since $\nabla \eta = 0$. The first term vanishes by the divergence theorem, and this formula holds for all $w$; so we find the formula $\delta(s \otimes \theta)^\alpha=-\nabla_j(s^\alpha \theta_i g^{ij}).$

The reason $\eta$ does not appear in the formula is that it occurs in the same role on both sides of the adjoint equation, and commutes through all our derivatives (so long as it is compatible). This cannot be true of the Riemannian metric $g$ because in applying $d$ we tensor in a factor of $TM$, and thus $\delta$ depends upon $g$.

I'm not sure how much this will help you conceptually. Perhaps one thing to do is think about things in terms of the dual section $\xi_\alpha = w^\beta \eta_{\alpha\beta} \in \Gamma(E^*)$: the compatibility $\nabla \eta = 0$ means the adjoint equation can be written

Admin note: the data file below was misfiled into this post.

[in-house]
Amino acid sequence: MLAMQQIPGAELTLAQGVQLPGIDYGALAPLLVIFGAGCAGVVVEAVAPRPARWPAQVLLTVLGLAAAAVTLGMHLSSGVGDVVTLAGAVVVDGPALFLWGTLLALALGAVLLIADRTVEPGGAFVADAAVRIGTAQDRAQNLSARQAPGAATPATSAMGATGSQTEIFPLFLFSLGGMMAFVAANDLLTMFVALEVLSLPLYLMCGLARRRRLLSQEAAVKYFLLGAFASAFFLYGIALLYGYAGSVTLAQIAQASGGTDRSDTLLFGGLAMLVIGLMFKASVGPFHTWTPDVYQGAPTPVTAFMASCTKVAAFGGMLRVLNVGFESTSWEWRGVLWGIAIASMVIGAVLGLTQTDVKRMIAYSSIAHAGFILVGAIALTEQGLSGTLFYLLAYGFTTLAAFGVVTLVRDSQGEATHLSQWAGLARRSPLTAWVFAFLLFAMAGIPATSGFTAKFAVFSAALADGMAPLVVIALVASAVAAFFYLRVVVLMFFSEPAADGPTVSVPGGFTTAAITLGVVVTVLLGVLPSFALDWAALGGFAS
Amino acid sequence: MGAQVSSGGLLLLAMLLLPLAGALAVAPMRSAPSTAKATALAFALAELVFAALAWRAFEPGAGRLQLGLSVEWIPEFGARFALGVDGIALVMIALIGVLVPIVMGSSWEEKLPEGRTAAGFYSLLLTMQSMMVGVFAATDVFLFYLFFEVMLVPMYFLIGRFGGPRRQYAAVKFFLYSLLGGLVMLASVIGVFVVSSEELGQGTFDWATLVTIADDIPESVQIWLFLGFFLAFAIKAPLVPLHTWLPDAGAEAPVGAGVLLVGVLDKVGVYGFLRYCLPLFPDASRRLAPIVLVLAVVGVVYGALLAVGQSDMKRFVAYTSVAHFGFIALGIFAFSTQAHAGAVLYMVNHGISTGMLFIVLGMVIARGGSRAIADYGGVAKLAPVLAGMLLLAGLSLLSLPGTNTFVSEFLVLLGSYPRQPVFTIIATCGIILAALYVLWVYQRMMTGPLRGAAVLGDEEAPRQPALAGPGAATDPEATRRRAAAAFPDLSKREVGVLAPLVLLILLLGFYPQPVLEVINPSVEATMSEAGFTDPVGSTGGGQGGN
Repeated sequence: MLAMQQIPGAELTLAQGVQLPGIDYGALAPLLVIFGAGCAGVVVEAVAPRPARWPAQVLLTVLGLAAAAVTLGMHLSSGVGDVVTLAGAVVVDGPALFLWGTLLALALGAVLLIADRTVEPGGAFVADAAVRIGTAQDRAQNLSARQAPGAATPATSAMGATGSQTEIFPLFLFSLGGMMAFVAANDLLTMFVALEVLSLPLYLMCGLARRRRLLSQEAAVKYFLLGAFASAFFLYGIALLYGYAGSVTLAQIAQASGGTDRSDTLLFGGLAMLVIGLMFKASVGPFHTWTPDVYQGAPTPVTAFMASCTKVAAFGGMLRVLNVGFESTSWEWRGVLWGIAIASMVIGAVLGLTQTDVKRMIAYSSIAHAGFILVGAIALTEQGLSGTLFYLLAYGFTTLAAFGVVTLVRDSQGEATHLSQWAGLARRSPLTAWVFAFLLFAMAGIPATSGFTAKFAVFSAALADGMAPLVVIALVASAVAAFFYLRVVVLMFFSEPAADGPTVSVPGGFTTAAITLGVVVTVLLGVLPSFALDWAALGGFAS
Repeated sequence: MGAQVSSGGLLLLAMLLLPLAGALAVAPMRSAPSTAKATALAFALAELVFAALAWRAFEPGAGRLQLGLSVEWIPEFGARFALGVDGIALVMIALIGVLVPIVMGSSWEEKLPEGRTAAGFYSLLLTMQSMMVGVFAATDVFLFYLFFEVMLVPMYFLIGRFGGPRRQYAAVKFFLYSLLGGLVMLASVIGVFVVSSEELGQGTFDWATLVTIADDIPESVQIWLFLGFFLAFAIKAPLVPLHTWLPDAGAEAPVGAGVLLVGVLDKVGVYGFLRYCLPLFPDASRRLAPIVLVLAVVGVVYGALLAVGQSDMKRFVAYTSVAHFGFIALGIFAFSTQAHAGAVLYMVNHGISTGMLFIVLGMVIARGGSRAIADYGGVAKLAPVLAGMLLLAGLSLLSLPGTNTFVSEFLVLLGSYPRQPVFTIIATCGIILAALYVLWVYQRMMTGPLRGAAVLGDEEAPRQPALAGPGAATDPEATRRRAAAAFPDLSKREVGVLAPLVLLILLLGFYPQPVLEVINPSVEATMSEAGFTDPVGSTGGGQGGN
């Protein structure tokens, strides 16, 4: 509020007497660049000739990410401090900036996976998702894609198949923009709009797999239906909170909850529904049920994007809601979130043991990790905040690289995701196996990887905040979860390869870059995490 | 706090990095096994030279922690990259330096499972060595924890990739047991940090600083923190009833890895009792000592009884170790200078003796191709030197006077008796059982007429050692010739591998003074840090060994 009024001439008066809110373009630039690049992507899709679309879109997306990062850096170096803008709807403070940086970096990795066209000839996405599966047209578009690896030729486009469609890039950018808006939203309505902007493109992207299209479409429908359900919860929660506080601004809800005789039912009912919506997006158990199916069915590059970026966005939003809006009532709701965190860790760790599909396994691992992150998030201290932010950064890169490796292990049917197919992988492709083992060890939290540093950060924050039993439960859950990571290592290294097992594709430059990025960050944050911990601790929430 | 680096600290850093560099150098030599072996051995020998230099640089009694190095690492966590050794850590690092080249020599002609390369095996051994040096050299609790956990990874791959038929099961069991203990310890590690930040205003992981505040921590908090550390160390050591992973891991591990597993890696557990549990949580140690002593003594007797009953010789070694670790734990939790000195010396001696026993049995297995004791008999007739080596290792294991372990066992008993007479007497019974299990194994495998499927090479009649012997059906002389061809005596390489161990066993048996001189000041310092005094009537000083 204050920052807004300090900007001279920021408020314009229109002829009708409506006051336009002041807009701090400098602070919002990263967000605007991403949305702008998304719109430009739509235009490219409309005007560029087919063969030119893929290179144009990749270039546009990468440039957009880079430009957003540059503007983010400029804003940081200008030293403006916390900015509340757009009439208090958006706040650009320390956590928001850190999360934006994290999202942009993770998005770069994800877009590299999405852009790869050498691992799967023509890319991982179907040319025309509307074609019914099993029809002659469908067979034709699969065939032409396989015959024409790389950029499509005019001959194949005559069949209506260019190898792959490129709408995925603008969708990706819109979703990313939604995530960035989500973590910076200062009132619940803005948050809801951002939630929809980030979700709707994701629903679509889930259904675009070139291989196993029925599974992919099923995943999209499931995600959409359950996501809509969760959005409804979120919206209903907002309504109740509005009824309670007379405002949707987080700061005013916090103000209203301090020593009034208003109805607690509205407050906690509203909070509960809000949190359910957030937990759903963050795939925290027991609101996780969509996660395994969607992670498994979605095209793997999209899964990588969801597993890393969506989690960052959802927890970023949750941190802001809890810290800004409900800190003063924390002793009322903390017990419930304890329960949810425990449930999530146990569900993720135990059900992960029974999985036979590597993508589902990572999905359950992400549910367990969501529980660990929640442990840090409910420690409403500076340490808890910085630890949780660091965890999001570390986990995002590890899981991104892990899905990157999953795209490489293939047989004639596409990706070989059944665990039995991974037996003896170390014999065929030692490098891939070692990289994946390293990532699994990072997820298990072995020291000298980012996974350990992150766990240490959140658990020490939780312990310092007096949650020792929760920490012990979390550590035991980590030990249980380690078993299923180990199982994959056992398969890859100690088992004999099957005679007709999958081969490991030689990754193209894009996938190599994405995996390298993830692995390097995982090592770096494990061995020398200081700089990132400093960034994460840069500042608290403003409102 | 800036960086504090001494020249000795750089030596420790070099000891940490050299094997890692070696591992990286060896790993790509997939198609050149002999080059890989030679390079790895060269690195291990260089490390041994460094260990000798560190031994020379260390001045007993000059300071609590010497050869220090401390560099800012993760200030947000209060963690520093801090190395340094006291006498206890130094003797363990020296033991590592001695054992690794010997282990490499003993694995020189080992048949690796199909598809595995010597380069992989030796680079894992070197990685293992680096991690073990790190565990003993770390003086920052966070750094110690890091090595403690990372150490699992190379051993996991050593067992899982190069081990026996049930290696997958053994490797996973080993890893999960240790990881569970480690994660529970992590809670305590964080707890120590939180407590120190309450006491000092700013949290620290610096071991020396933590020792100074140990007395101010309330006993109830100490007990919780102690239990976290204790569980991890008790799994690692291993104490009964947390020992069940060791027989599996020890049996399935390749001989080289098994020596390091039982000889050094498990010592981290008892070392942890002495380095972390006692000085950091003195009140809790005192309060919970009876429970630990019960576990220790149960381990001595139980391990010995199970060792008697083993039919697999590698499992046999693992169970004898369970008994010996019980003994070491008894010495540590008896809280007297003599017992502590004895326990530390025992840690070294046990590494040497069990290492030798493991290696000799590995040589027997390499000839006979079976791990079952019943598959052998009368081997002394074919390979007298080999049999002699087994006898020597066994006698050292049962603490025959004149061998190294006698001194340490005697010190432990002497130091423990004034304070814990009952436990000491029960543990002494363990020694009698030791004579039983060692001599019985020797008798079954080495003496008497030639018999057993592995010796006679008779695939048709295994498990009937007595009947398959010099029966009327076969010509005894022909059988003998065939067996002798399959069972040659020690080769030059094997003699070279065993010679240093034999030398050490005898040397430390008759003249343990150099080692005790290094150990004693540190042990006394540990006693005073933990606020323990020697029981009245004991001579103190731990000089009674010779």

$$ \int \delta(s \otimes \theta)^\alpha \xi_\alpha = \int s^\alpha \theta_i \nabla_j \xi_\alpha g^{ij},$$

which is manifestly independent of $\eta$.

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  • $\begingroup$ Thanks. I think indeed a "coordinate view" might help clarify the different roles played here. However, I am having a little trouble following your exact calculation: (1) $s$ is supposed to be a section of $T^*M$, not $E$? (2) If so, then in the expression $s^\alpha \theta_i \nabla_j w^\beta g^{ij} \eta_{\alpha \beta}$ something is clearly wrong since the $g^{ij}$ are not related to the $s^{\alpha}$. I have tried to do the computations a little more carefully in my "answer" above, if you would like to have a look. $\endgroup$ – Asaf Shachar Feb 13 '17 at 9:27